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Easy come, easy go: Early Facebook, Apple cheer quickly sours

Traders work the floor of the New York Stock Exchange
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Traders work the floor of the New York Stock Exchange

That certainly didn't last long. Investors liked what they saw on Thursday, sending S&P futures up 8 points after the close yesterday on Facebook's and Apple's first quarter earnings.

Yet Wall Street opened on a soft note after a barrage of earnings and data couldn't sustain the bounce provided by the two tech giants. This is the biggest earnings day of the quarter; some 64 S&P 500 constituents report today, according to Credit Suisse.

Read MoreFacebook earnings 34 cents a share: CFO steps down

So far, about 200 companies have reported in the S&P 500 (40 percent). Sixty-eight percent are beating on earnings, slightly above average, but earnings growth is pretty meager so far—up 0.68 percent for the quarter. Revenue growth will be about 3 percent.

Caterpillar did better than expected, even raising its outlook. Elsewhere, 3M missed on top and bottom line, despite organic growth of 4.6 percent, partly due to effects of foreign exchange. Organic growth was good in its healthcare segment (6.2 percent) and decent in industrial (4.9 percent) and consumer (2.6 percent).

Dow Transports were at an intraday all-time high yesterday after Delta's excellent earnings yesterday. We'll see if that holds, particularly since UPS missed on the bottom line, blaming unusually harsh weather. Southwest reported earnings slightly above expectations on lower fuel costs.

ETrade became the latest discount broker to report a surge in customer trading, following on similar reports from Charles Schwab and AmeriTrade.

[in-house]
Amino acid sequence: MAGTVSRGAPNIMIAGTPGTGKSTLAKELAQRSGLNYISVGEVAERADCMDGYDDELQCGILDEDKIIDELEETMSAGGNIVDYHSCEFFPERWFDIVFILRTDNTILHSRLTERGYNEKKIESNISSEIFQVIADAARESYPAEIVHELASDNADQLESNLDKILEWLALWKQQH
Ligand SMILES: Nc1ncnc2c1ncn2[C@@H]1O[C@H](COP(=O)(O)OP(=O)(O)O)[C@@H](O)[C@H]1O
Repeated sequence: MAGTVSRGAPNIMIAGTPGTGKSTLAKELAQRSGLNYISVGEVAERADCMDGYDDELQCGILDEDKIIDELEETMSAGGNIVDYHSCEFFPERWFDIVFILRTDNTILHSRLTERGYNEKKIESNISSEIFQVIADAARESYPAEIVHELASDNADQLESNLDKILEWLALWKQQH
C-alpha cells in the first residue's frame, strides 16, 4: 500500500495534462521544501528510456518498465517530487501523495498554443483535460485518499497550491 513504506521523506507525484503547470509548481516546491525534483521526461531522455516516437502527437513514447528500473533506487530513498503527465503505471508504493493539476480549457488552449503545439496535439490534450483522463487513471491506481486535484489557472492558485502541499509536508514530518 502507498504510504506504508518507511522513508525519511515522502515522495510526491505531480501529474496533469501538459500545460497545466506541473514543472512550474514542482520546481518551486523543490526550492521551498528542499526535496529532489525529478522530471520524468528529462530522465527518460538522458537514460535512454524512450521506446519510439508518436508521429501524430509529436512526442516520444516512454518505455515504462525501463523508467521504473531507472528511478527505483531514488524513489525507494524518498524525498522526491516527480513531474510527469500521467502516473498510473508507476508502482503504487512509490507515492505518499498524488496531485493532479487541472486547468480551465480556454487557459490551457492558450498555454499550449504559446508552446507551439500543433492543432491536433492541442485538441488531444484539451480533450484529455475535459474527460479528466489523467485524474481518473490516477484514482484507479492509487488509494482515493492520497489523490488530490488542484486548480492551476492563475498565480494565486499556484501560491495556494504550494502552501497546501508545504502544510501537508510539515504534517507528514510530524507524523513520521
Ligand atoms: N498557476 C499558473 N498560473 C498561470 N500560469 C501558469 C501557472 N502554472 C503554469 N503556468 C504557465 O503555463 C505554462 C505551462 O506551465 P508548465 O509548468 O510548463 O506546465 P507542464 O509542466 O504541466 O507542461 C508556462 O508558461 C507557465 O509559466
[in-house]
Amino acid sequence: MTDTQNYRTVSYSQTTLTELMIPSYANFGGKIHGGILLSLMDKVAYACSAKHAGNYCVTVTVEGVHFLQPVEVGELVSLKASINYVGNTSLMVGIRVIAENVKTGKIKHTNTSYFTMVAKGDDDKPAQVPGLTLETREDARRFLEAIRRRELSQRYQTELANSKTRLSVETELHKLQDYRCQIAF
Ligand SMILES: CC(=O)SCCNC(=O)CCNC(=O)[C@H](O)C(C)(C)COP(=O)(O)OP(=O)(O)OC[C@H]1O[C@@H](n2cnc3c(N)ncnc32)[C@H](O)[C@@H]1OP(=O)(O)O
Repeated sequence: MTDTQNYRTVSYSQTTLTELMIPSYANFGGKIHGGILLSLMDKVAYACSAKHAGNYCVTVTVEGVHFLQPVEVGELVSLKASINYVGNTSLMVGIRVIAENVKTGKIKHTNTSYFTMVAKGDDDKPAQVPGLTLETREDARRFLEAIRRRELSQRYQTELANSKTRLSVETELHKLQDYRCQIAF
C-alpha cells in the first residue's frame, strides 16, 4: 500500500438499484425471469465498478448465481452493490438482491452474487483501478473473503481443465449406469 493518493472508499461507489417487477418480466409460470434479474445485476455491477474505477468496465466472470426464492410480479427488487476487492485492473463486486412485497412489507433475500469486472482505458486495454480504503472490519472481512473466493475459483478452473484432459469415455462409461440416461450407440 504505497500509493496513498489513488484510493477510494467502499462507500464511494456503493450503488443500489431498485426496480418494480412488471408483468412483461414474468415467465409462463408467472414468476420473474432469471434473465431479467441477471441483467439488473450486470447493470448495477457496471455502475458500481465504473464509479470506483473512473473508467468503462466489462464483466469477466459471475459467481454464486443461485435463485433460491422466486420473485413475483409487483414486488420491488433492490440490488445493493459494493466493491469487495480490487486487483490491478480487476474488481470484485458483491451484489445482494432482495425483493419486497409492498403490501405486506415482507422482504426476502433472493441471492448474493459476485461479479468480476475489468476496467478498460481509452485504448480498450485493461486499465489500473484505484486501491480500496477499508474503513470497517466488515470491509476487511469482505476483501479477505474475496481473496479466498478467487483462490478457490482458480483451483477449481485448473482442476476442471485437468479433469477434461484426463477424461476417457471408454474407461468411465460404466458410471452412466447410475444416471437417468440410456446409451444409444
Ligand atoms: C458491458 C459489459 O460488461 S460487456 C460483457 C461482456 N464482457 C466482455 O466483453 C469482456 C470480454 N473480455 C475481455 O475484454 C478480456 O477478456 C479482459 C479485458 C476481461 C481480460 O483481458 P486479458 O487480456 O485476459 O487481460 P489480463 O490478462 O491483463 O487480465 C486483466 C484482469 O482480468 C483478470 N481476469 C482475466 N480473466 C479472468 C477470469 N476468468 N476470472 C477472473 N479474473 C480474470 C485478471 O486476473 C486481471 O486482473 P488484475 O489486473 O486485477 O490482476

Stanley Black & Decker beat and raised the low end of its 2014 guidance. Sales were up 7 percent year-over-year, with organic growth of 4 percent. The Construction & Do-It-Yourself division, which is the power tool business, is continuing strong, with organic sales up 7 percent year-over-year. That supports the idea that the home improvement market is holding together quite well.

The Industrial segment, which mostly sells industrial and automotive repair tools, was strong as well, with organic growth of 5 percent. The one weak spot was Security, which was down 4 percent, mostly on weak volume in Europe.

However, homebuilders came in fairly mixed. Pulte and Ryland were a bit light on earnings, but DR Horton beat on top and bottom line,. The company benefited from strong sales in Texas. Orders for DHI were up 9 percent, and Ryland rose 6.6 percent, but Pulte's were down 6 percent.. Yesterday Meritage Homes missed on the top and bottom line.

The bottom line: companies are still reporting better trends that the top-line government data reported yesterday. Another point: prices are still going up, offsetting somewhat weaker orders. Ryland said average prices were up 18.1 percent; DR Horton and Pulte noted average sales prices were up 10 percent. This enables most of them to grow margins even if orders were somewhat weaker.

Elsewhere

The rumored talks between General Electric and French power generation and train maker Alstom may also help convince many that a new wave of mergers and acquisitions is coming, outside of the many deals that have been announced in healthcare.

No matter that Alstom has said they are not aware of any offers; it's a perfect fit, with GE potentially expanding into the passenger rail service and power generation.

  • A CNBC reporter since 1990, Bob Pisani covers Wall Street from the floor of the New York Stock Exchange.

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